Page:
Prepared for the
Conference of Presidents of Major American Jewish Organizations

by the Jerusalem Center for Public Affairs
View this page at


December 26, 2007

To contact the Presidents Conference:
click here

In-Depth Issues:

Fatah al-Islam at Work in Gaza - Khaled Abu Toameh (Jerusalem Post)
    The radical Islamist group Fatah al-Islam, which was recently crushed by the Lebanese army, has begun operating in Gaza, PA officials said Tuesday.
    The Sunni Islamist group, whose name means "Conquest of Islam," was established in November 2006 and draws inspiration from al-Qaeda.
    Earlier this year, the group engaged in fierce fighting with the Lebanese army in the Nahr el-Bared refugee camp in northern Lebanon.
    "Hamas is responsible for the presence of Fatah al-Islam in Gaza," said Ahmed Abdel Rahman, a top aide to Mahmoud Abbas.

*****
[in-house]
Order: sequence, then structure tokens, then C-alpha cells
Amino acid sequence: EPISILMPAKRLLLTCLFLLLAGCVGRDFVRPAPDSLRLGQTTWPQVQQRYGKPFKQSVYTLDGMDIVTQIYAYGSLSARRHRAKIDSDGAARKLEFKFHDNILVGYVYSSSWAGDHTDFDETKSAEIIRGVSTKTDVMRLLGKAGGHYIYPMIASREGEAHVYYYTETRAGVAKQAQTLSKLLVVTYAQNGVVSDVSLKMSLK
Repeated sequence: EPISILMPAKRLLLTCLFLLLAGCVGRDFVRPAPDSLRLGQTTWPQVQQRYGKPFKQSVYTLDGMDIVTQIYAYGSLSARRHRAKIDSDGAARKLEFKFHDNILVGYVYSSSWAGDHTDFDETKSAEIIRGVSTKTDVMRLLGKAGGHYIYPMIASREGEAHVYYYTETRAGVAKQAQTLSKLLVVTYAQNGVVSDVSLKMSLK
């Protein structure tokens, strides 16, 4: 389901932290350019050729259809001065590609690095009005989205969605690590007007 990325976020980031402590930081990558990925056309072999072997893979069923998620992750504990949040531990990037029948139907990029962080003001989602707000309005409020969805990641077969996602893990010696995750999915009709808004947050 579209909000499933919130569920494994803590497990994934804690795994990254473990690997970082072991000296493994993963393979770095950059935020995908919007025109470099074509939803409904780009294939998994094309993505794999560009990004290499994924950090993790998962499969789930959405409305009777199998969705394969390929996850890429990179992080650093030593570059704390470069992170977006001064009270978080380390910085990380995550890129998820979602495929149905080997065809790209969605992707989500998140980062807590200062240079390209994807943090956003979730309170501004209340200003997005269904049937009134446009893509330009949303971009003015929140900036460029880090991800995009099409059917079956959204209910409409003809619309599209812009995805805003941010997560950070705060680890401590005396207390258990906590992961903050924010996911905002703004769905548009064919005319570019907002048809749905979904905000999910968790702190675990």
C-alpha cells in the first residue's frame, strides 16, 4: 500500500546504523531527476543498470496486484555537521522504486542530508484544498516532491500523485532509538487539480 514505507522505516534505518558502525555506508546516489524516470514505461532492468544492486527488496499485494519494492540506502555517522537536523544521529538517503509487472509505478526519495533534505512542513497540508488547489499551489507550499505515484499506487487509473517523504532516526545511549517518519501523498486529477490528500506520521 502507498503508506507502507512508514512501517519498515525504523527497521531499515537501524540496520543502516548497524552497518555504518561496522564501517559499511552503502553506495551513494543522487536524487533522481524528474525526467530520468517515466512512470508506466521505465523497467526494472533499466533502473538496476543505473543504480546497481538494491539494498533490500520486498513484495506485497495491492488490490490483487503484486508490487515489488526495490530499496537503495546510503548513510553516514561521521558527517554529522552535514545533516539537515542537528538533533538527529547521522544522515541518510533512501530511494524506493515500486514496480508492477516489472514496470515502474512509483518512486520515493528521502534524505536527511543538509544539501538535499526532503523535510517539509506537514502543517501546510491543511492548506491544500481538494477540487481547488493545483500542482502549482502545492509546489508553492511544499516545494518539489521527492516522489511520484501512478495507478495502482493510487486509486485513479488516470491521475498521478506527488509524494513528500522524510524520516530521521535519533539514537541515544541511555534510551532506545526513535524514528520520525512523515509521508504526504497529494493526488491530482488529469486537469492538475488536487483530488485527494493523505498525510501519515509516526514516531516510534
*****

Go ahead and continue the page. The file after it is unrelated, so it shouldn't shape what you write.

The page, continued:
"This is an extremely dangerous development because Fatah al-Islam, which is not linked to Fatah, is a radical terrorist organization."
    See also Absi Is in Syria and Fatah al-Islam Is in Gaza (Ya Libnan-Lebanon)
    According to intelligence reports based on an al-Qaeda website, Fatah al-Islam has relocated to Gaza.
    The same report states that Shaker al-Absi, the fugitive leader of Fatah al-Islam who escaped from Nahr el-Bared in north Lebanon following the final assault by the Lebanese army, is now in Syria.

Poll Shows Peace Pessimism - Jonathan Beck (Jerusalem Post)
    A new survey by the Truman Institute for the Advancement of Peace at Hebrew University and the Palestinian Center for Policy and Survey Research in Ramallah released Tuesday revealed that only 16% of Israelis and 11% of Palestinians believe the Annapolis conference will advance the peace process.